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China locking down cities in unprecedented bid to contain virus

Authorities in China are locking down at least three cities in an extraordinary bid to halt the spread of the deadly coronavirus, which has left at least 25 dead in the country and sickened hundreds of others. The move is unprecedented and affects more than 18 million people.

The U.S. has confirmed one case, and several others have popped up in Asian countries — all among people who visited Wuhan, China, the epicenter of the outbreak.

Authorities believe the virus, which causes flu-like symptoms, jumped into the human population from an infected animal at a market in Wuhan. The entire city of 11 million people is now locked down, with transport links cut and authorities saying no one can leave. Authorities announced similar measures will go into effect on Friday in the nearby cities of Ezho and Huanggang.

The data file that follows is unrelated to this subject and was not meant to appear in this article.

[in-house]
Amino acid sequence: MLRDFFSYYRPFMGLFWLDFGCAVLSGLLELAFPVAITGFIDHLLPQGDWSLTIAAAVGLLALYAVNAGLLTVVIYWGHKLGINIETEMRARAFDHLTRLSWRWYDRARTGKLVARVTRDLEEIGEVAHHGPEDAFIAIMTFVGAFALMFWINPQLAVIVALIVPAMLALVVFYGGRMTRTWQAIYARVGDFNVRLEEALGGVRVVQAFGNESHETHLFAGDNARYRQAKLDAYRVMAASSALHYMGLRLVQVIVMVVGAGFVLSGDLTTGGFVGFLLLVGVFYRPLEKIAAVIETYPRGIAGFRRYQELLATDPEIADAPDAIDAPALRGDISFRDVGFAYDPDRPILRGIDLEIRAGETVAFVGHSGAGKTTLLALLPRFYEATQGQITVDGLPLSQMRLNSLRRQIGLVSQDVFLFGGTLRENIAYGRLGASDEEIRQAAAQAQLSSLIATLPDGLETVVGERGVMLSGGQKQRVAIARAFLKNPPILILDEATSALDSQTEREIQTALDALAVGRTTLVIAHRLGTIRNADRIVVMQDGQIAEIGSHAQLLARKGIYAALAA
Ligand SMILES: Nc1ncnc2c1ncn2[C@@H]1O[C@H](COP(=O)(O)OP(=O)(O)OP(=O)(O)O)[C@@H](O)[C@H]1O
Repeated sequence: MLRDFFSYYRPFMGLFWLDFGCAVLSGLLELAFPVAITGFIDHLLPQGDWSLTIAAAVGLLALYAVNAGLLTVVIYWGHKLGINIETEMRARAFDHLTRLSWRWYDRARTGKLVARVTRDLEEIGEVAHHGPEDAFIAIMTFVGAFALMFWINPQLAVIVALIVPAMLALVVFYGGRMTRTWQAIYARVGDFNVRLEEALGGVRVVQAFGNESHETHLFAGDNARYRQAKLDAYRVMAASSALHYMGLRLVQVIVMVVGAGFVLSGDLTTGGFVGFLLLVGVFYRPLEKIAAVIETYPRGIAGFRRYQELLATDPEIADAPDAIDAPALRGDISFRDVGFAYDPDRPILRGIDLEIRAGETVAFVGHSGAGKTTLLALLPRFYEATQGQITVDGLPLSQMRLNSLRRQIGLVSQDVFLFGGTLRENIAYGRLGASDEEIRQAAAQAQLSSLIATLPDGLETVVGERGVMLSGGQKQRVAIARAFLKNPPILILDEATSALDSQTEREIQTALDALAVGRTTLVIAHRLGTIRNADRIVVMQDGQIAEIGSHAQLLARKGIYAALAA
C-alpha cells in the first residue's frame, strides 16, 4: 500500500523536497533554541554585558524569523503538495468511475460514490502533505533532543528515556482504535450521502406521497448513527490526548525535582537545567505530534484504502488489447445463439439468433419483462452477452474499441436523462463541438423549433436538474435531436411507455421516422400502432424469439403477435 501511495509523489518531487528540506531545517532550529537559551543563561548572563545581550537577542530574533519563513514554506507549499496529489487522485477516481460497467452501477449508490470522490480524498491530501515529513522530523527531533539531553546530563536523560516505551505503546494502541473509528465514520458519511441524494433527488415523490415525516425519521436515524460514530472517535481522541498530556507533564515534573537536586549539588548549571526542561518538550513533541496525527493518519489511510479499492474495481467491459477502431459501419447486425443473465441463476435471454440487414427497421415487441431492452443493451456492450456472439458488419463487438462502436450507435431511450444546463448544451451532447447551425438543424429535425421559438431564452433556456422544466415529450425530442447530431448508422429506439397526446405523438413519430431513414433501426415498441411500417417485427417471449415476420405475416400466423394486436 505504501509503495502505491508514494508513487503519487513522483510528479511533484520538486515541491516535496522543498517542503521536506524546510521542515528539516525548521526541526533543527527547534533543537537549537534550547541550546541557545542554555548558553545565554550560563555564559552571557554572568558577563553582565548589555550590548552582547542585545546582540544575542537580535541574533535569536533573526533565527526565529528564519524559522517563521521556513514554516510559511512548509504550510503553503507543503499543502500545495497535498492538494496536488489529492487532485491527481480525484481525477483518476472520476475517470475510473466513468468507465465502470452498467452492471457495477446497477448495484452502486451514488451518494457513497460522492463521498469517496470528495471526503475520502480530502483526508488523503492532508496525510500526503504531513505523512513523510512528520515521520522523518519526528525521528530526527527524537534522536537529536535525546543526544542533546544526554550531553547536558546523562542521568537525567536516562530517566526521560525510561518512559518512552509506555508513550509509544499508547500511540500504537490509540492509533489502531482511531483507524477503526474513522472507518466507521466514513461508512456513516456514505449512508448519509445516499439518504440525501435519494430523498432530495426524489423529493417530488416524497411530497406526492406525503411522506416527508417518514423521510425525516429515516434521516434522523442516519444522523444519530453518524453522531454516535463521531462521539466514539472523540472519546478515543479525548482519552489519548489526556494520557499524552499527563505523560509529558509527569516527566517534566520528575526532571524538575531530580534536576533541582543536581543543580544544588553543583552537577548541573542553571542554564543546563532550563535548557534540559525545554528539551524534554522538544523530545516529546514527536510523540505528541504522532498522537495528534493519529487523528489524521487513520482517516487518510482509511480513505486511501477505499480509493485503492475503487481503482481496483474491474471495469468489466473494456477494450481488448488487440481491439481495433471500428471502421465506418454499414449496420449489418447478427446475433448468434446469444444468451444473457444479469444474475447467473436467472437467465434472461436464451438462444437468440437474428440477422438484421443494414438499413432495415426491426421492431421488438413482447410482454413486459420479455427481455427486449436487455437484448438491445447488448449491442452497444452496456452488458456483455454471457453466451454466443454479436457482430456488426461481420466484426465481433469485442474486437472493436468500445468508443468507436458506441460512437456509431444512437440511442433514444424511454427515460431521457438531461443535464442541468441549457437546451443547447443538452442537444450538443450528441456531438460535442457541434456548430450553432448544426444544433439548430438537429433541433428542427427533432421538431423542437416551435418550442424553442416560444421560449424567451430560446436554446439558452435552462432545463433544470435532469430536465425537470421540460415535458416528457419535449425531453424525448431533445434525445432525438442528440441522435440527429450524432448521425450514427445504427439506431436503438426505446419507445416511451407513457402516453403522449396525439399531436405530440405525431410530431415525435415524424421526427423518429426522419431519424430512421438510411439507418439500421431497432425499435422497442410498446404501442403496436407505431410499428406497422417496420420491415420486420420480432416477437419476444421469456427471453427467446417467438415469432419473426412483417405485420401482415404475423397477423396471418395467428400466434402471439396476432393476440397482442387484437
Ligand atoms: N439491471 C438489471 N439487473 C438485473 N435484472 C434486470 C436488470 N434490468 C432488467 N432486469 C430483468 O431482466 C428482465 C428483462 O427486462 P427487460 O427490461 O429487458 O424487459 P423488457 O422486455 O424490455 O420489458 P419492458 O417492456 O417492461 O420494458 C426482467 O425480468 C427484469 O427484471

Chinese health officials and the World Health Organization confirmed this week the virus has been transmitted person-to-person, but it remains unclear how easy it is to contract it from another infected individual.

Many countries, including the U.S., are screening people traveling from China for symptoms.

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U.S. deports Honduran family with sick kids to Guatemala

Update: On Monday night, a federal judge in McAllen, Texas, denied a request to halt the deportation of the Honduran mother and her two children. The family was sent to Guatemala on Tuesday, according to a lawyer familiar with the case and the children’s father. In Guatemala, they will be required to choose between seeking refuge there or returning to Honduras. Read the original story below.

New York — Lawyers and advocates are mobilizing to try to stop U.S. immigration officials from deporting a young Honduran mother and her two sick children to Guatemala, where the Trump administration has sent dozens of asylum-seekers in recent weeks as part of a controversial deal with the Central American country.